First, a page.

Why and when should I value my business?

The need for business valuation arises at different stages of a business’ life cycle. Whether you’re in the first few years of growth or a mature business, different objectives will drive your need for a valuation. Doing this exercise gives you an idea of how your business is doing today, where it’s headed in the future and what needs to change/ improve for its long-term success.

Drivers for business valuation (why):

To answer your question for why should I value my business, some of the reasons are discussed below. Most of these would apply to an SME, while some are specific to larger organisations.

  1. Planning the next phase of evolution of your business – When your business reaches a certain milestone, e.g. reaching £1m in revenue, as a founder you start considering the next phase of growth i.e. how to take it from £3-5m to £10m or from £10m to £25m etc. At each of these key milestone, you may want to consider valuing your business. It helps you learn a lot about your business and gives you an idea of what is possible for you to achieve. You can also use this to plan the next phase of growth and set the future strategic direction.


  1. Preparing for Merger & Acquisition (M&A) – When you’re preparing for an M&A or get approached for it, the whole process revolves around the value of the business i.e. determining what a potential buyer will be willing to pay for it.


  1. Raising capital for business growth – When you’re seeking investment through venture capital, bank loans or angel investors, the present and the potential future value of your business plays a key role in determining the amount you can secure.


  1. Planning to exit the business – As a founder/owner, there comes a point when you want to exit the business. You would like to ensure that you get the appropriate financial return for the business you have established that reflects the true value of your business.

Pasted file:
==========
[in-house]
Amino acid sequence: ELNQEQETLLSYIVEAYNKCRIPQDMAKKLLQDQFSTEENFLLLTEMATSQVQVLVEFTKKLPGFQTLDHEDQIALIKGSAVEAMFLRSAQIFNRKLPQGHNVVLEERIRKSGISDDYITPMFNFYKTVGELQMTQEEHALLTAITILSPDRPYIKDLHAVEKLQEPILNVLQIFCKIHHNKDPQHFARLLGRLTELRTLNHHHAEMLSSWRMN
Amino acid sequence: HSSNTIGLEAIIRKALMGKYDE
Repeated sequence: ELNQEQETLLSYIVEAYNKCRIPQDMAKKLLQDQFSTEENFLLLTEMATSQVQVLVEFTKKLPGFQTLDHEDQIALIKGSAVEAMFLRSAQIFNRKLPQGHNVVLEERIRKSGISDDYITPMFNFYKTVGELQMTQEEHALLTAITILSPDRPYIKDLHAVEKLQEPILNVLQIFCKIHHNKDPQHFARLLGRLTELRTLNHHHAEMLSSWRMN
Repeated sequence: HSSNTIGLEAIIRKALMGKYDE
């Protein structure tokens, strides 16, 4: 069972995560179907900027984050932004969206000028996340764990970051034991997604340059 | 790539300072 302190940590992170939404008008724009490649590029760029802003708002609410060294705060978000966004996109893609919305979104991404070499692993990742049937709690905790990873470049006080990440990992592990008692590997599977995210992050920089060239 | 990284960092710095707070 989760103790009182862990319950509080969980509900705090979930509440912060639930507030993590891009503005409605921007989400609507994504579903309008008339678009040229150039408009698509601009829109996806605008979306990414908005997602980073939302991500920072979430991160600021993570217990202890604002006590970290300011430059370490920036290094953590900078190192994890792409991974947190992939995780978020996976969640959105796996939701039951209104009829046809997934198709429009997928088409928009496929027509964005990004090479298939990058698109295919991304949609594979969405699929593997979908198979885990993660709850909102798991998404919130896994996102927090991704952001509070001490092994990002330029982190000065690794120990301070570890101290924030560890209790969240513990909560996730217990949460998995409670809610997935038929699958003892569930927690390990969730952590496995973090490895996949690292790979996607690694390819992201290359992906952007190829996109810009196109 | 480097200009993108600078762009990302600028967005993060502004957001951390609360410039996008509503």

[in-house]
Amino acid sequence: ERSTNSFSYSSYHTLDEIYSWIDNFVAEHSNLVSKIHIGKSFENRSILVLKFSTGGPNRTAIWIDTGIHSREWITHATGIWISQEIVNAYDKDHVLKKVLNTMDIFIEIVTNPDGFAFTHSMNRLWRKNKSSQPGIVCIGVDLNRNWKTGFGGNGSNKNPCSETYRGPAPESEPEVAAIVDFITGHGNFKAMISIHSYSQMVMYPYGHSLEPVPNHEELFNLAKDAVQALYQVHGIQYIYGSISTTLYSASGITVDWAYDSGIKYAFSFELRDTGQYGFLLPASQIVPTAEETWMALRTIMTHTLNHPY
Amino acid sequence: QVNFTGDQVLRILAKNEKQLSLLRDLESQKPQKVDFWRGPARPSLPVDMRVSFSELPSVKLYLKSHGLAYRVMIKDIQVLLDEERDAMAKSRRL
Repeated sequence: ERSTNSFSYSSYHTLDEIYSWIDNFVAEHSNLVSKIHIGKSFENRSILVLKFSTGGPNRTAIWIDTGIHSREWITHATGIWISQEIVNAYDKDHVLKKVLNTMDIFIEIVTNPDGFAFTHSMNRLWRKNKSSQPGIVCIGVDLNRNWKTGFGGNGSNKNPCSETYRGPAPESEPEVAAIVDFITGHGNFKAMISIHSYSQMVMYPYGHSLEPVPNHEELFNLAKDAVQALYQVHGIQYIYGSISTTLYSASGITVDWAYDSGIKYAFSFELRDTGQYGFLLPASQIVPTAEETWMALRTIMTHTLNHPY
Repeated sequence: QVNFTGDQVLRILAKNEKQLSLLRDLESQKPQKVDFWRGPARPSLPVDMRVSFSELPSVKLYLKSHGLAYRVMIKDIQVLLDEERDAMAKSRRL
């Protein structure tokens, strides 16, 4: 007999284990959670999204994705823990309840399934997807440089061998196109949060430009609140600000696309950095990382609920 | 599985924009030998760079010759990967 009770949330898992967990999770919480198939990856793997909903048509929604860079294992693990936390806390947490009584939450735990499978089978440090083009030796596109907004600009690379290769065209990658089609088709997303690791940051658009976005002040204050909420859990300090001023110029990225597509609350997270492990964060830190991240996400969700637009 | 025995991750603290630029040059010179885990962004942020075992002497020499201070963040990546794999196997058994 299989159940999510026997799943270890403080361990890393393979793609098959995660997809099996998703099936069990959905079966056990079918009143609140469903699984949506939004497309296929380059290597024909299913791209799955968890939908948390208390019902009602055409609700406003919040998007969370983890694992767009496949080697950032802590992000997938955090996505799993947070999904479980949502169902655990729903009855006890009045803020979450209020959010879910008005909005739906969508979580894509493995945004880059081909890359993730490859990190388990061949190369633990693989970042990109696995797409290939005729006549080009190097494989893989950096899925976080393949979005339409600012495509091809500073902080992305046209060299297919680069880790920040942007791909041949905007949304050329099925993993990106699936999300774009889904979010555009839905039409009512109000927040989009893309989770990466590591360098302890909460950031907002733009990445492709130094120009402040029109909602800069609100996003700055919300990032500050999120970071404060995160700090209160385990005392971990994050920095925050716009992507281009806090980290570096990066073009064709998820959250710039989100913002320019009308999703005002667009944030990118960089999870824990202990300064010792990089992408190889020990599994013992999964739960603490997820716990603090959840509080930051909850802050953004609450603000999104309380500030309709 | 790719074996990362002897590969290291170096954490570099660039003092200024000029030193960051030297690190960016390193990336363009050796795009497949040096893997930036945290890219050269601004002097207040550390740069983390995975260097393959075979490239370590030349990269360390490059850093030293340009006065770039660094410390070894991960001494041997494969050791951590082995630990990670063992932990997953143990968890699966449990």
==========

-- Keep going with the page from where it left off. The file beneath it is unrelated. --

1. On-boarding a new partner/ shareholder in the business – As your business grows and you bring in new shareholding directors, you want to be certain about the amount of equity in shares you offer as part of the remuneration package. This may require a business valuation to determine a price per share and total shareholder equity you want to offer.


  1. Buying out a shareholder or succession planning (release of shares) – Sometimes you may need to buy out a shareholder due to various reasons. To ensure both the parties are satisfied for what is being paid for the shares on offer, you may need to go through the process of business valuation.


  1. Creating an incentive programme for employees – This approach has mostly been used by companies both large and small to attract and retain employees. For SMEs in the UK, Enterprise Management Incentives (EMI) is one of the four HMRC approved employee share schemes that is quite suited for businesses with less than 250 employees. However, before launching any such scheme, you will need a to consider business valuation.


  1. Performing Initial Public Offering (IPO) – This is not something many SMEs have to go through or consider but business valuation is a key part of pre- IPO preparations.


When to start preparing for business valuation?

Whatever the reason may be for business valuation, it is best to start early to prepare for it. We recommend companies to prepare their business 18-24 months ahead of a planned or scheduled valuation, because:

  • This gives you the time and opportunity to take corrective measures to improve business performance and align your financial reporting with the requirements for valuation
  • Optimise and improve the different value creators that can help maximise the value of your business.


We can help you in not only identifying which value creators your business needs to optimise but also what corrective measure and improvement programmes you need to put in place to get the desired result. To discuss how you can optimise the value creators in your business, get in touch.